South Africa: Digital Broadcasting Consumer Guidelines Adopted

Technology & Convergence

SADC Member States have adopted guidelines to cushion consumers from the impact of the planned migration from analogue to digital broadcasting.

The SADC Guidelines on Consumer Protection and Awareness on Digital Broadcasting Migration were adopted by the 7th SADC Digital Broadcasting Migration Forum held in Kasane, Botswana in June.

"The Forum adopted the SADC Guidelines on Consumer Protection and Awareness on Digital Broadcasting Migration, and Member States are encouraged to implement the Guidelines with immediate effect," the forum said.

The guidelines will enable governments to cushion consumers from the effects of the transition from analogue to digital broadcasting and outline measures to be taken by Member States to raise awareness about the migration.

The measures to cushion consumers include subsidies for purchasing digital receivers.

The Southern Africa Development Community (SADC) is leading other African Regional Economic Communities (RECs) in terms of progress towards meeting the global deadline for the migration from analogue to digital broadcasting.

Two SADC Member States - Mauritius and the United Republic of Tanzania - were the first African countries to migrate to Digital Terrestrial Television (DTT).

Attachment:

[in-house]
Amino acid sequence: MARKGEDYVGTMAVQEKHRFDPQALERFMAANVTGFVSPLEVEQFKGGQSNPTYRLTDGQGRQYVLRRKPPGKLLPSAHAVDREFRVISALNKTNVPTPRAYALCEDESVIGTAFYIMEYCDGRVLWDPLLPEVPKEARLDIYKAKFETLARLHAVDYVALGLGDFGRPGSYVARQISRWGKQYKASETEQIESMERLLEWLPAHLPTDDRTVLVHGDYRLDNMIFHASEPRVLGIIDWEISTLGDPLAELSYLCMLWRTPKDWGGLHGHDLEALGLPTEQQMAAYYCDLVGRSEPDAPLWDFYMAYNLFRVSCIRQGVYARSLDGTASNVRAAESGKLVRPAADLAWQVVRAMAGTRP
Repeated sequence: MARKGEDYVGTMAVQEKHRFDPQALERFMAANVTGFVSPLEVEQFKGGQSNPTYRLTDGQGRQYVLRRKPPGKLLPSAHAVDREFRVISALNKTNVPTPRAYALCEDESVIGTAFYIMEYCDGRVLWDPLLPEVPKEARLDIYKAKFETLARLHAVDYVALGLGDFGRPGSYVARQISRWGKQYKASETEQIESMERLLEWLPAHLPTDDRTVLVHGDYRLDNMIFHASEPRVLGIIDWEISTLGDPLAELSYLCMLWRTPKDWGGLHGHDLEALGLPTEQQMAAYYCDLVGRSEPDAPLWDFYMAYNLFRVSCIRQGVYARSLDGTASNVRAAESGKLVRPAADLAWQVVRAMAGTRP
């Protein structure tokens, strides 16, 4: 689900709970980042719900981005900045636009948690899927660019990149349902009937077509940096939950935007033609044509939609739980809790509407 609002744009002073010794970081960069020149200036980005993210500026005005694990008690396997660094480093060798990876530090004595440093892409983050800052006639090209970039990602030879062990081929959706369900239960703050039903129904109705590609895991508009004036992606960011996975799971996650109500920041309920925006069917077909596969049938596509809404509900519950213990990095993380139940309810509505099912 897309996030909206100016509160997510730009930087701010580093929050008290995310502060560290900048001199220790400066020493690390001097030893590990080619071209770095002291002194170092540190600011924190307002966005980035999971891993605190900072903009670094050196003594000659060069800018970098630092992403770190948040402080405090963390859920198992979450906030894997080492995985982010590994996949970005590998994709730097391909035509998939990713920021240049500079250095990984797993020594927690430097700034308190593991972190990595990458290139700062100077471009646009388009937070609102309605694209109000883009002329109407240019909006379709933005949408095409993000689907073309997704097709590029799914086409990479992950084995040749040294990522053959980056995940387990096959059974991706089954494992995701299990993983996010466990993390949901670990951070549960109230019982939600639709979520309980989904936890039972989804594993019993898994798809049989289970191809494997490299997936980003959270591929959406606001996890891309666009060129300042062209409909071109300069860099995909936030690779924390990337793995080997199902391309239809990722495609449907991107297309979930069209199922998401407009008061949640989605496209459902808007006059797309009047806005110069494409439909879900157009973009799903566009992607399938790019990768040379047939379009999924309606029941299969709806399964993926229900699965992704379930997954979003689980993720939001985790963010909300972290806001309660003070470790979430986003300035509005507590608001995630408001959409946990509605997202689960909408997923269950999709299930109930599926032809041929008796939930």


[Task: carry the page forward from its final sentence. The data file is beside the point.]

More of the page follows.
Mauritius was the first African nation to fully digitise television broadcasting for all regions and islands in 2007.

The country initiated its migration process in 2005 with a "soft launch" of its first digital services offering six free-to-air channels.

Two digital channels were launched in 2008 to speed up consumer purchases of digital TV sets and the appropriate Set-Top Boxes (STBs). Full analogue switch-off was completed in December 2013.

Tanzania completed the migration at the end of 2012 and immediately commenced a staggered programme of switching off analogue broadcasting in December in an exercise that has so far seen six of its regions now accessing DTT services.

These are Dar es Salaam, Tanga, Dodoma, Kilimanjaro, Mwanza and Arusha.

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Source: Southern African News Features (Harare), 1 July 2014